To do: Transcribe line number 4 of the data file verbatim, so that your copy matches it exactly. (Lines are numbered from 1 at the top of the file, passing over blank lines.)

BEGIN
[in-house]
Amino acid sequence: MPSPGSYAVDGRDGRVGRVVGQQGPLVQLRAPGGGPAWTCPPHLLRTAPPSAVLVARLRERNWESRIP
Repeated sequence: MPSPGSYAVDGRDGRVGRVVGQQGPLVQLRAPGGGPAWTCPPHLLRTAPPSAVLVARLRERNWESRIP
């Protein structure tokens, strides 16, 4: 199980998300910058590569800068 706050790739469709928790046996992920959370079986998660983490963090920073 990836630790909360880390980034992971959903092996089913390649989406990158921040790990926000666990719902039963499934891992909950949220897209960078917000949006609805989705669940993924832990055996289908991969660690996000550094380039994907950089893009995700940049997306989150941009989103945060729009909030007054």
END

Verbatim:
């Protein structure tokens, strides 16, 4: 199980998300910058590569800068 706050790739469709928790046996992920959370079986998660983490963090920073 990836630790909360880390980034992971959903092996089913390649989406990158921040790990926000666990719902039963499934891992909950949220897209960078917000949006609805989705669940993924832990055996289908991969660690996000550094380039994907950089893009995700940049997306989150941009989103945060729009909030007054």